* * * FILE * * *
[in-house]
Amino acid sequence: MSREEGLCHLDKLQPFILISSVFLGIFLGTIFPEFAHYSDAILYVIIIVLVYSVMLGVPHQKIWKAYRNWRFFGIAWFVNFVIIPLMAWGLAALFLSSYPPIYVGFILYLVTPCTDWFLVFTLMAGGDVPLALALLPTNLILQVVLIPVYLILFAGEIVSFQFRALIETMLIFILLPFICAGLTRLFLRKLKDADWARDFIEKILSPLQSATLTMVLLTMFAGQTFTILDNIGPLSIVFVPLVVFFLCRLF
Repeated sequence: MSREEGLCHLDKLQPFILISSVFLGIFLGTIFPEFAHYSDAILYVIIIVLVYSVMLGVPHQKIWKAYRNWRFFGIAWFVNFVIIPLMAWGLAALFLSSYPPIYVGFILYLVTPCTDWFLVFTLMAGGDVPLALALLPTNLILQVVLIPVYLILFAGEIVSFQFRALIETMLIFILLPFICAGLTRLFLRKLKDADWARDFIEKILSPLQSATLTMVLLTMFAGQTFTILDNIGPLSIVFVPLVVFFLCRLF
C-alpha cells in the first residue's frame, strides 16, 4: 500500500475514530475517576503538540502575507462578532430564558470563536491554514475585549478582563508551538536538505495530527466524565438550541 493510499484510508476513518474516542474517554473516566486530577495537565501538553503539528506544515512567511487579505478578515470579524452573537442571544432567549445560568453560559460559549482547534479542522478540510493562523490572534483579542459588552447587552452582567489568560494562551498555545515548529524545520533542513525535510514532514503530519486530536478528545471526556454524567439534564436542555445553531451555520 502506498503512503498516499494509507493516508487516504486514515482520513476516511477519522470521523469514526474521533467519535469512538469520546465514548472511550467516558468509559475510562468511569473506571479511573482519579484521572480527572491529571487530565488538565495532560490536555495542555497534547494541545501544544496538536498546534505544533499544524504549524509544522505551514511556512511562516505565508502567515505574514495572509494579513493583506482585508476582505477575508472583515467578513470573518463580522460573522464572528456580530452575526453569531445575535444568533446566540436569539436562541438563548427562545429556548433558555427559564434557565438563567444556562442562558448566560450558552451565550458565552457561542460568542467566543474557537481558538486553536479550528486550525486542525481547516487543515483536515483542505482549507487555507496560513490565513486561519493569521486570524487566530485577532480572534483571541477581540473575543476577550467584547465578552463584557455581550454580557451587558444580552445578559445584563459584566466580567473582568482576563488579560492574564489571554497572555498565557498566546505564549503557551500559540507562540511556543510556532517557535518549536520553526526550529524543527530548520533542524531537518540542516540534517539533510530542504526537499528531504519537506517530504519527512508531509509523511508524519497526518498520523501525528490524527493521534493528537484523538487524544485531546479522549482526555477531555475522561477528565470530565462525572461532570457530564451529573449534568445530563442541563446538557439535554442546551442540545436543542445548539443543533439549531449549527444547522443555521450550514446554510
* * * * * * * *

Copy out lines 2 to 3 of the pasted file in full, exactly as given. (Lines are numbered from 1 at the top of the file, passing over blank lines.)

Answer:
Amino acid sequence: MSREEGLCHLDKLQPFILISSVFLGIFLGTIFPEFAHYSDAILYVIIIVLVYSVMLGVPHQKIWKAYRNWRFFGIAWFVNFVIIPLMAWGLAALFLSSYPPIYVGFILYLVTPCTDWFLVFTLMAGGDVPLALALLPTNLILQVVLIPVYLILFAGEIVSFQFRALIETMLIFILLPFICAGLTRLFLRKLKDADWARDFIEKILSPLQSATLTMVLLTMFAGQTFTILDNIGPLSIVFVPLVVFFLCRLF
Repeated sequence: MSREEGLCHLDKLQPFILISSVFLGIFLGTIFPEFAHYSDAILYVIIIVLVYSVMLGVPHQKIWKAYRNWRFFGIAWFVNFVIIPLMAWGLAALFLSSYPPIYVGFILYLVTPCTDWFLVFTLMAGGDVPLALALLPTNLILQVVLIPVYLILFAGEIVSFQFRALIETMLIFILLPFICAGLTRLFLRKLKDADWARDFIEKILSPLQSATLTMVLLTMFAGQTFTILDNIGPLSIVFVPLVVFFLCRLF